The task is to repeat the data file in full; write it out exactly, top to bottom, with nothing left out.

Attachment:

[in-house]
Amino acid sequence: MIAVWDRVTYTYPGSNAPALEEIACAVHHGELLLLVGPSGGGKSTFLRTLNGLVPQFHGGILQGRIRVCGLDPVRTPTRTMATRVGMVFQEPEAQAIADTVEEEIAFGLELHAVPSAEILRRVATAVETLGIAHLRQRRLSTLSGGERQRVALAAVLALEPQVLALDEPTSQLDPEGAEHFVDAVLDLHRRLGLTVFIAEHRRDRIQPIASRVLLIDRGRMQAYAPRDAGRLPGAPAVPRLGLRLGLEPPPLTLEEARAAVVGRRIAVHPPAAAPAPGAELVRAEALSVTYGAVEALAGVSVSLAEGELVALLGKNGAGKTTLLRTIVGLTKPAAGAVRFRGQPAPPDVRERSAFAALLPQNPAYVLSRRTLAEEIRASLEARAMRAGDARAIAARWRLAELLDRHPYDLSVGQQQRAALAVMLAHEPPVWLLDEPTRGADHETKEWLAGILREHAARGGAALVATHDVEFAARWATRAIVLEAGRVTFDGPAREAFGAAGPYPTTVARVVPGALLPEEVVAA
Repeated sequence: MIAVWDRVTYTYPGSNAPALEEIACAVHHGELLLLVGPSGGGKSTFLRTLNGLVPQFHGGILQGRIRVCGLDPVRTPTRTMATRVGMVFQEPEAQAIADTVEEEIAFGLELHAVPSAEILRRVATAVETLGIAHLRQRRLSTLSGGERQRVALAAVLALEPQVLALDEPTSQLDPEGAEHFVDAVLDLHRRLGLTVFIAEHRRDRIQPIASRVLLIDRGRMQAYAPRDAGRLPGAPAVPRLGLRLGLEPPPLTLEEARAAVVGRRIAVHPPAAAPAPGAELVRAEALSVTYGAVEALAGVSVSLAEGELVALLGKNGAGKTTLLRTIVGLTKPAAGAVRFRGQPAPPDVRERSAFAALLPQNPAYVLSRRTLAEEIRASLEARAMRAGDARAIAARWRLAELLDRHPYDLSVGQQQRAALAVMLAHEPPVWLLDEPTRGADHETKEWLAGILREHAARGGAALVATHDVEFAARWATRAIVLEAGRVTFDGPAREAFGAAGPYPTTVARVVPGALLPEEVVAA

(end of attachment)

[in-house]
Amino acid sequence: MIAVWDRVTYTYPGSNAPALEEIACAVHHGELLLLVGPSGGGKSTFLRTLNGLVPQFHGGILQGRIRVCGLDPVRTPTRTMATRVGMVFQEPEAQAIADTVEEEIAFGLELHAVPSAEILRRVATAVETLGIAHLRQRRLSTLSGGERQRVALAAVLALEPQVLALDEPTSQLDPEGAEHFVDAVLDLHRRLGLTVFIAEHRRDRIQPIASRVLLIDRGRMQAYAPRDAGRLPGAPAVPRLGLRLGLEPPPLTLEEARAAVVGRRIAVHPPAAAPAPGAELVRAEALSVTYGAVEALAGVSVSLAEGELVALLGKNGAGKTTLLRTIVGLTKPAAGAVRFRGQPAPPDVRERSAFAALLPQNPAYVLSRRTLAEEIRASLEARAMRAGDARAIAARWRLAELLDRHPYDLSVGQQQRAALAVMLAHEPPVWLLDEPTRGADHETKEWLAGILREHAARGGAALVATHDVEFAARWATRAIVLEAGRVTFDGPAREAFGAAGPYPTTVARVVPGALLPEEVVAA
Repeated sequence: MIAVWDRVTYTYPGSNAPALEEIACAVHHGELLLLVGPSGGGKSTFLRTLNGLVPQFHGGILQGRIRVCGLDPVRTPTRTMATRVGMVFQEPEAQAIADTVEEEIAFGLELHAVPSAEILRRVATAVETLGIAHLRQRRLSTLSGGERQRVALAAVLALEPQVLALDEPTSQLDPEGAEHFVDAVLDLHRRLGLTVFIAEHRRDRIQPIASRVLLIDRGRMQAYAPRDAGRLPGAPAVPRLGLRLGLEPPPLTLEEARAAVVGRRIAVHPPAAAPAPGAELVRAEALSVTYGAVEALAGVSVSLAEGELVALLGKNGAGKTTLLRTIVGLTKPAAGAVRFRGQPAPPDVRERSAFAALLPQNPAYVLSRRTLAEEIRASLEARAMRAGDARAIAARWRLAELLDRHPYDLSVGQQQRAALAVMLAHEPPVWLLDEPTRGADHETKEWLAGILREHAARGGAALVATHDVEFAARWATRAIVLEAGRVTFDGPAREAFGAAGPYPTTVARVVPGALLPEEVVAA